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Live From New York

June 2003

By Published: September 29, 2003
Lost Jazz Shrines — Bertha Hope, JoAnne Brackeen, and Francesca Tanksley gathered to honor Mary Lou Williams as well as this year’s lost shrine, Café Society. Three brief solo sets were followed by a three-piano conclave, during which musical sparks flew (as did a few synching problems). Highlights included transcriptions and well-rehearsed arrangements of “Scorpio” from Williams’s Zodiac Suite and “Glory to God” from her Mary Lou’s Mass.

Steve Coleman and Five Elements — Three nights at the Gallery, featuring the remarkable Craig Taborn on acoustic piano. First night, second set was a 90-minute blowout that flirted with abstraction but grooved the roof off the place. Joining the huge-toned Coleman were Jonathan Finlayson on trumpet, Gregoire Maret on harmonica, Anthony Tidd on electric bass, Dafnis Prieto on drums, and the astonishing Ramón García Perez on percussion. Coleman and Finlayson joined forces on a horns-only “’Round Midnight” that recalled Obeng’s talking-drum rendition from earlier in the month.

Bob Belden’s Ice — An evening of soul-jazz from Belden, playing a muscular if understated tenor sax and joined by guitarist Al Street, organist George Papageorge, and drummer Vince Ector. Drenched in blues and deep in the pocket. Among the highlights was a double-timey rendition of “Don’t Know Why,” the Norah Jones hit.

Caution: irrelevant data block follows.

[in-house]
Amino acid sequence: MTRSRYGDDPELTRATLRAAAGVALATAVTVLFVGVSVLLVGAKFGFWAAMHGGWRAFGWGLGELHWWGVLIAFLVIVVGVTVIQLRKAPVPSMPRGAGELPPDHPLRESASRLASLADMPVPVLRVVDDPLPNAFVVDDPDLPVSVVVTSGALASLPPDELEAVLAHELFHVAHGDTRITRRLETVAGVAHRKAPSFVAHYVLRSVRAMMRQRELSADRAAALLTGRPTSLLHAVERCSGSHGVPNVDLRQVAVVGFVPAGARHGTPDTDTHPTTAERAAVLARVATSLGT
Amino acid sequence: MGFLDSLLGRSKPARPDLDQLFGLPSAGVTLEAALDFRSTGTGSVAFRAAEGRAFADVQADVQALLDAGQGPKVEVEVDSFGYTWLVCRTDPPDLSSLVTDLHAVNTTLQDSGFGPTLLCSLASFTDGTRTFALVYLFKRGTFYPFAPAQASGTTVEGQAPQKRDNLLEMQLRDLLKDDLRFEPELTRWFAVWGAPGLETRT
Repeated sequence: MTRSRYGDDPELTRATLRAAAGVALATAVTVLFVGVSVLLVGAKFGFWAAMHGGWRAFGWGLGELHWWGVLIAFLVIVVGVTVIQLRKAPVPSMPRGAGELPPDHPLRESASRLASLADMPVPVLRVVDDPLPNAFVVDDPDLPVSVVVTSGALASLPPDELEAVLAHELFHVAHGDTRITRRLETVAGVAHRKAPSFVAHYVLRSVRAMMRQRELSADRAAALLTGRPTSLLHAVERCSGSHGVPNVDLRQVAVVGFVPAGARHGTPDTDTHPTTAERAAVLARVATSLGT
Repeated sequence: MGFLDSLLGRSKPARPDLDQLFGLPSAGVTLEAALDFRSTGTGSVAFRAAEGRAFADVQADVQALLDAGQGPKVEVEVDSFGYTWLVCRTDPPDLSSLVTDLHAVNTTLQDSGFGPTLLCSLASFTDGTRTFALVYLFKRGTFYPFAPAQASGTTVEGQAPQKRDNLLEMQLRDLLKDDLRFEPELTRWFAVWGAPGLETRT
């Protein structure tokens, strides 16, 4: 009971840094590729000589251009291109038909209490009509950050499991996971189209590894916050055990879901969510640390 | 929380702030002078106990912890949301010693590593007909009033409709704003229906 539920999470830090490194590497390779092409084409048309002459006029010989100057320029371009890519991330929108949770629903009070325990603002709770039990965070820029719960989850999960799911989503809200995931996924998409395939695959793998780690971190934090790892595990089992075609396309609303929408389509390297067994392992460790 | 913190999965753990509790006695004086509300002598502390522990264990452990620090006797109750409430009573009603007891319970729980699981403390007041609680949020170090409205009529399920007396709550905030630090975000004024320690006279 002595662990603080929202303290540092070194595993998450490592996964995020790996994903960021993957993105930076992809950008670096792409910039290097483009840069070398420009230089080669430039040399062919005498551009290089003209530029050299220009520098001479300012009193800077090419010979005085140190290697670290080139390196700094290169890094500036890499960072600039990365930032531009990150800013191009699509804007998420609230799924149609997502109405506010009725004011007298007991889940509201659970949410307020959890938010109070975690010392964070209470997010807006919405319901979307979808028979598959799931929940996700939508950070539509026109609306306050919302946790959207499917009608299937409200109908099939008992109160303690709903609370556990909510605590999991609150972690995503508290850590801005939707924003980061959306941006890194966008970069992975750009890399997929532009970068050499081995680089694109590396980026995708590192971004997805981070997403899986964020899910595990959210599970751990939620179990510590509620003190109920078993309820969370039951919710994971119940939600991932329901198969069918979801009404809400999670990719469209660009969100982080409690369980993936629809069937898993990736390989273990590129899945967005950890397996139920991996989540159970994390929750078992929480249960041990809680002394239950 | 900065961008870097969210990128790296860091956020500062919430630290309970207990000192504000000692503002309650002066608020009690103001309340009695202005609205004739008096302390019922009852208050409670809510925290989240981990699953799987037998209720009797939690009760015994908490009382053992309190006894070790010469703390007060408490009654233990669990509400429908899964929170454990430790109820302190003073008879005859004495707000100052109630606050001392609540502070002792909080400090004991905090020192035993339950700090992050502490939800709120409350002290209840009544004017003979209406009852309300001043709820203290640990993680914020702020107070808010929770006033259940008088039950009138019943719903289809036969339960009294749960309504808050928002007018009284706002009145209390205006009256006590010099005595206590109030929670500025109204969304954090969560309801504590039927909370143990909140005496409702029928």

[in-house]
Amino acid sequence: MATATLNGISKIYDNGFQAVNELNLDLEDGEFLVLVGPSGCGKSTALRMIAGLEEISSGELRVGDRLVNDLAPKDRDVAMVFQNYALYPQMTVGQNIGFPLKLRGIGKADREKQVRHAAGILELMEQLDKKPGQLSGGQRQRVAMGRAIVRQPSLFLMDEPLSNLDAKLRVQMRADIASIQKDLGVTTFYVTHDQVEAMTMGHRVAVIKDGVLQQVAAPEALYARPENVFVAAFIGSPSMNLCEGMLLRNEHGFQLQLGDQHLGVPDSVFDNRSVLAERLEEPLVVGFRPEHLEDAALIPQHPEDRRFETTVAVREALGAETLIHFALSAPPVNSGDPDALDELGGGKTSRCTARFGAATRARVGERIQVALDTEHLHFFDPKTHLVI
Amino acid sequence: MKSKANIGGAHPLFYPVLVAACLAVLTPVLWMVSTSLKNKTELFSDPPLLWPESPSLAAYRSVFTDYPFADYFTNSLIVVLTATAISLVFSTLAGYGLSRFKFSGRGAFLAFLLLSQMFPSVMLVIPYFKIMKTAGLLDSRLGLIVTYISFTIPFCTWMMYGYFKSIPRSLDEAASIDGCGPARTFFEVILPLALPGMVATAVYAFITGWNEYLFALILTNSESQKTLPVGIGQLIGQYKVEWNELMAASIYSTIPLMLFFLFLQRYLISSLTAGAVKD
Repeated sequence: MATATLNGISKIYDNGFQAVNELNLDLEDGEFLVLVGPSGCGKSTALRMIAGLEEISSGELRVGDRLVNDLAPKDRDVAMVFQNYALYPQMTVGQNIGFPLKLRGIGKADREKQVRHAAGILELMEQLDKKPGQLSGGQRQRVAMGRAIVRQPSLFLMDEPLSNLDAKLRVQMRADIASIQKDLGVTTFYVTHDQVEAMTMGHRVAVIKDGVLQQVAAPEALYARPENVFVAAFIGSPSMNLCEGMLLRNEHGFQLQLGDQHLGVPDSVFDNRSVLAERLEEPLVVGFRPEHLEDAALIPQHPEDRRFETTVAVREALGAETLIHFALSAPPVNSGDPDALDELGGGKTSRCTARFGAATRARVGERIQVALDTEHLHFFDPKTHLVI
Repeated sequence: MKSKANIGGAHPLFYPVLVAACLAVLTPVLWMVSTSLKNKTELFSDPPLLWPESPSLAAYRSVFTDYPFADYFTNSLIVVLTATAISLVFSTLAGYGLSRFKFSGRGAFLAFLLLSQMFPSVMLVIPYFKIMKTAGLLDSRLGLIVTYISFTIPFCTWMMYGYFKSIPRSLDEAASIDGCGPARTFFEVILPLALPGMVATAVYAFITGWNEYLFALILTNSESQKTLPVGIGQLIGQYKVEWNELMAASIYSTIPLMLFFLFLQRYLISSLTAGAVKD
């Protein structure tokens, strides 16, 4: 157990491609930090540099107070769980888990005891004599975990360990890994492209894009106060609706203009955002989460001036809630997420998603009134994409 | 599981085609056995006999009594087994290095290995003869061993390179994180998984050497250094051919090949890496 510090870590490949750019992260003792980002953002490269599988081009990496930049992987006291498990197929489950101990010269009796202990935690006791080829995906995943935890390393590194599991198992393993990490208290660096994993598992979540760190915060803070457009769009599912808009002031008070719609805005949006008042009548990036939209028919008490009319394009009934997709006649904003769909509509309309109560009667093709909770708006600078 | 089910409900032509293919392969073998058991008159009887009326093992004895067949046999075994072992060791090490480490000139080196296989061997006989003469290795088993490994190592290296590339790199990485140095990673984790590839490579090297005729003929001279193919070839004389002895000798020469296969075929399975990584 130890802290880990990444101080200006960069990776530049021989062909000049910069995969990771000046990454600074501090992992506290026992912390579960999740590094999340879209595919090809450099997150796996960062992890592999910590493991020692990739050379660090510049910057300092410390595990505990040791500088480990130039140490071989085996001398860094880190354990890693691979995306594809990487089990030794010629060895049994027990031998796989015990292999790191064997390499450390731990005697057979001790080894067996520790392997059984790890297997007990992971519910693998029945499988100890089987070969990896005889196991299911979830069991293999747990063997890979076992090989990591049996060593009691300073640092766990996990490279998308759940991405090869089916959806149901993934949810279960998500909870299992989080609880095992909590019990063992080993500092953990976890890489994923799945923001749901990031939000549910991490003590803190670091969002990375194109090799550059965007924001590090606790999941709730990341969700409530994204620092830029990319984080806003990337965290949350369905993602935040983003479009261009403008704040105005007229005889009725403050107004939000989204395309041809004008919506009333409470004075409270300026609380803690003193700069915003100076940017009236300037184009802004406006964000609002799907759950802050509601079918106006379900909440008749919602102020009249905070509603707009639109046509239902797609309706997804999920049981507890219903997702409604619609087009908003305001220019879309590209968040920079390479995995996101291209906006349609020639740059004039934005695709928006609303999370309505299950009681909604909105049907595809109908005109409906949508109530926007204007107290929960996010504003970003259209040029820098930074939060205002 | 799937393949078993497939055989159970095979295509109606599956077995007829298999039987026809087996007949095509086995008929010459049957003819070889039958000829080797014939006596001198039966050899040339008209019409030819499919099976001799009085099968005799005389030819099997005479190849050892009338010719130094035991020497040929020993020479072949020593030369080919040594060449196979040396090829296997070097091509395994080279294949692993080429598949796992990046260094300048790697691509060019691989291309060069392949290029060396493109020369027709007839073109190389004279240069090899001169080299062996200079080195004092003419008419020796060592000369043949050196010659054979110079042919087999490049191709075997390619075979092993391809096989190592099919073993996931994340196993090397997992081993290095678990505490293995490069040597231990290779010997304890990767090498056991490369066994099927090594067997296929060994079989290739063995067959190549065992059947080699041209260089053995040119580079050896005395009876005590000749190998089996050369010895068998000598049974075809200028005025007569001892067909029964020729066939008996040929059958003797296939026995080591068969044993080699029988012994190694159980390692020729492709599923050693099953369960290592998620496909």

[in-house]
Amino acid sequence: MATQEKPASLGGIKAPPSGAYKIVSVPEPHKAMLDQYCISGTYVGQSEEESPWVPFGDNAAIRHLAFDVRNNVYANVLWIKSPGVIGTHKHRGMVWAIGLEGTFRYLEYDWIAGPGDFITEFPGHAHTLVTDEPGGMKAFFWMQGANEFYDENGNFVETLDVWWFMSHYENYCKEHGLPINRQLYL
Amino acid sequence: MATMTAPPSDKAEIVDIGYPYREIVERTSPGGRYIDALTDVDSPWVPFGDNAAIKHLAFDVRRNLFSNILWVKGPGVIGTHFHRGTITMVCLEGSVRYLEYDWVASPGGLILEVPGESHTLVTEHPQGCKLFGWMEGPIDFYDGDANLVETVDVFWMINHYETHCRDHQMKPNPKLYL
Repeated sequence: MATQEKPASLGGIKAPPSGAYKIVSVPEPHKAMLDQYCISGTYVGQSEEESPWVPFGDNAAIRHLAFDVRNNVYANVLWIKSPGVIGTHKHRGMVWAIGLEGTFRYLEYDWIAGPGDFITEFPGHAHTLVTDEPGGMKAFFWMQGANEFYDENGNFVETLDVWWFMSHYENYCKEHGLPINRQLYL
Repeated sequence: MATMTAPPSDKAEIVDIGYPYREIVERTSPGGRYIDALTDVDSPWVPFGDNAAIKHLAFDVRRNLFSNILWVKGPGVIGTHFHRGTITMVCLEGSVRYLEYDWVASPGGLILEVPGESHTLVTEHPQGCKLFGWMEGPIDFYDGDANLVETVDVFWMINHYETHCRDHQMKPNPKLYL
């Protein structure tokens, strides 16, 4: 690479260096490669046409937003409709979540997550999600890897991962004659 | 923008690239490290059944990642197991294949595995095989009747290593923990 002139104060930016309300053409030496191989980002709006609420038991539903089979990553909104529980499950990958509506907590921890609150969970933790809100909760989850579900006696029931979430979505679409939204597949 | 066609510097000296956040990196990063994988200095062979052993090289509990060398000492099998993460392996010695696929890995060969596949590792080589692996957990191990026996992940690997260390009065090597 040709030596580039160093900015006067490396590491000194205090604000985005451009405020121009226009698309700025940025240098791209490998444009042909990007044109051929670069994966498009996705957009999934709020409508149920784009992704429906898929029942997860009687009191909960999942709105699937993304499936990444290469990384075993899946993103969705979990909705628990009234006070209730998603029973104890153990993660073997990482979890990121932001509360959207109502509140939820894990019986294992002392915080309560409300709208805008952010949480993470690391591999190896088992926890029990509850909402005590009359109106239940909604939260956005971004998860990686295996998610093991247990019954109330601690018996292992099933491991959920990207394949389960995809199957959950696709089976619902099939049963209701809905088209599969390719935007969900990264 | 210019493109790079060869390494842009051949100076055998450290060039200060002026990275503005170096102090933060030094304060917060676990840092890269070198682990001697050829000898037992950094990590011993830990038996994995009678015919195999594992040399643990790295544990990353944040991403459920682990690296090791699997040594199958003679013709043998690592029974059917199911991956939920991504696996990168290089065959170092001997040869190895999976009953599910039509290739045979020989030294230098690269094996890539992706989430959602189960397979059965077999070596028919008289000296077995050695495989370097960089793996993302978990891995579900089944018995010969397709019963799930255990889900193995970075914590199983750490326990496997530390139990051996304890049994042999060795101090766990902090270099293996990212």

Uri Caine Trio — I keep hearing from certain quarters that playing standards is bankrupt. So why did Uri Caine sound so brilliant and fresh when he started one of his Vanguard sets with “Green Dolphin Street” and end it with “Speak Low”? This was a pivotal and well-deserved moment for the great pianist and his trio, featuring Drew Gress on bass and Ben Perowsky on drums.

Lynne Arriale Trio — A refined, swinging two-nighter at the Standard by the pianist and her regular trio mates Jay Anderson on bass and Steve Davis on drums, celebrating their new Motéma release, Arise. Arriale is a technical whiz and a strong composer; her covers of “It Don’t Mean a Thing” and “Aiko, Aiko” are well worth hearing.

Amanda Monaco — A successful night at Cornelia Street for the young guitarist and her exceptional band, with Jason Gillenwater on tenor, Eivind Opsvik on bass, and Jeff Davis on drums, all of whom dug deeply into Monaco’s edgy, well-crafted compositions.



Recommended Discs:
  • Jacques Chanier, Quilt (Accurate)
  • Ravi Coltrane, Mad 6 (Columbia/Eighty Eight’s)
  • Ugonna Okegwo, UOniverse (Satchmo)
  • Jeff Parker, Like-Coping (Delmark)
  • Gary Smulyan, The Real Deal (Reservoir)
  • Luciana Souza, North and South (Sunnyside)


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